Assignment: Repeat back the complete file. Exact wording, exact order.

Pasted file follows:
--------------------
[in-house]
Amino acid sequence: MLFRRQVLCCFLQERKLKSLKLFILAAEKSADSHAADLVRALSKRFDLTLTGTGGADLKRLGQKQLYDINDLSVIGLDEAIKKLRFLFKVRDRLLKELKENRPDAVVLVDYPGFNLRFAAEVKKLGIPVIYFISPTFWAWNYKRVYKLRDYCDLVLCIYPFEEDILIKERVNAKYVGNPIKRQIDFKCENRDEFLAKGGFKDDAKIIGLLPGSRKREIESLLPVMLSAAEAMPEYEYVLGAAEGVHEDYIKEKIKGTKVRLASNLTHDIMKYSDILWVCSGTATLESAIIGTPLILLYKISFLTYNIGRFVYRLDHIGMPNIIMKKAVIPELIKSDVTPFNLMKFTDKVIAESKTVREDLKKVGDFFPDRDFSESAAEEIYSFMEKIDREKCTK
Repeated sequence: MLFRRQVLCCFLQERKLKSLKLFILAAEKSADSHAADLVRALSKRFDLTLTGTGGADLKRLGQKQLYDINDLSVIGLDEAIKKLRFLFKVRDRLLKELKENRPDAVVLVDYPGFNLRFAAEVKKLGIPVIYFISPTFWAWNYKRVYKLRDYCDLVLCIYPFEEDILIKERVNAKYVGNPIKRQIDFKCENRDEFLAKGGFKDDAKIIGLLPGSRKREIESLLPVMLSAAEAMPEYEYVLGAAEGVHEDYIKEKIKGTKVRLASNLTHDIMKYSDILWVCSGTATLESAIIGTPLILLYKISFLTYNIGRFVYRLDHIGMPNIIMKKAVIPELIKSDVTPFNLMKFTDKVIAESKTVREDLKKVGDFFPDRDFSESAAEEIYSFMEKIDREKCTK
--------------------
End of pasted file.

[in-house]
Amino acid sequence: MLFRRQVLCCFLQERKLKSLKLFILAAEKSADSHAADLVRALSKRFDLTLTGTGGADLKRLGQKQLYDINDLSVIGLDEAIKKLRFLFKVRDRLLKELKENRPDAVVLVDYPGFNLRFAAEVKKLGIPVIYFISPTFWAWNYKRVYKLRDYCDLVLCIYPFEEDILIKERVNAKYVGNPIKRQIDFKCENRDEFLAKGGFKDDAKIIGLLPGSRKREIESLLPVMLSAAEAMPEYEYVLGAAEGVHEDYIKEKIKGTKVRLASNLTHDIMKYSDILWVCSGTATLESAIIGTPLILLYKISFLTYNIGRFVYRLDHIGMPNIIMKKAVIPELIKSDVTPFNLMKFTDKVIAESKTVREDLKKVGDFFPDRDFSESAAEEIYSFMEKIDREKCTK
Repeated sequence: MLFRRQVLCCFLQERKLKSLKLFILAAEKSADSHAADLVRALSKRFDLTLTGTGGADLKRLGQKQLYDINDLSVIGLDEAIKKLRFLFKVRDRLLKELKENRPDAVVLVDYPGFNLRFAAEVKKLGIPVIYFISPTFWAWNYKRVYKLRDYCDLVLCIYPFEEDILIKERVNAKYVGNPIKRQIDFKCENRDEFLAKGGFKDDAKIIGLLPGSRKREIESLLPVMLSAAEAMPEYEYVLGAAEGVHEDYIKEKIKGTKVRLASNLTHDIMKYSDILWVCSGTATLESAIIGTPLILLYKISFLTYNIGRFVYRLDHIGMPNIIMKKAVIPELIKSDVTPFNLMKFTDKVIAESKTVREDLKKVGDFFPDRDFSESAAEEIYSFMEKIDREKCTK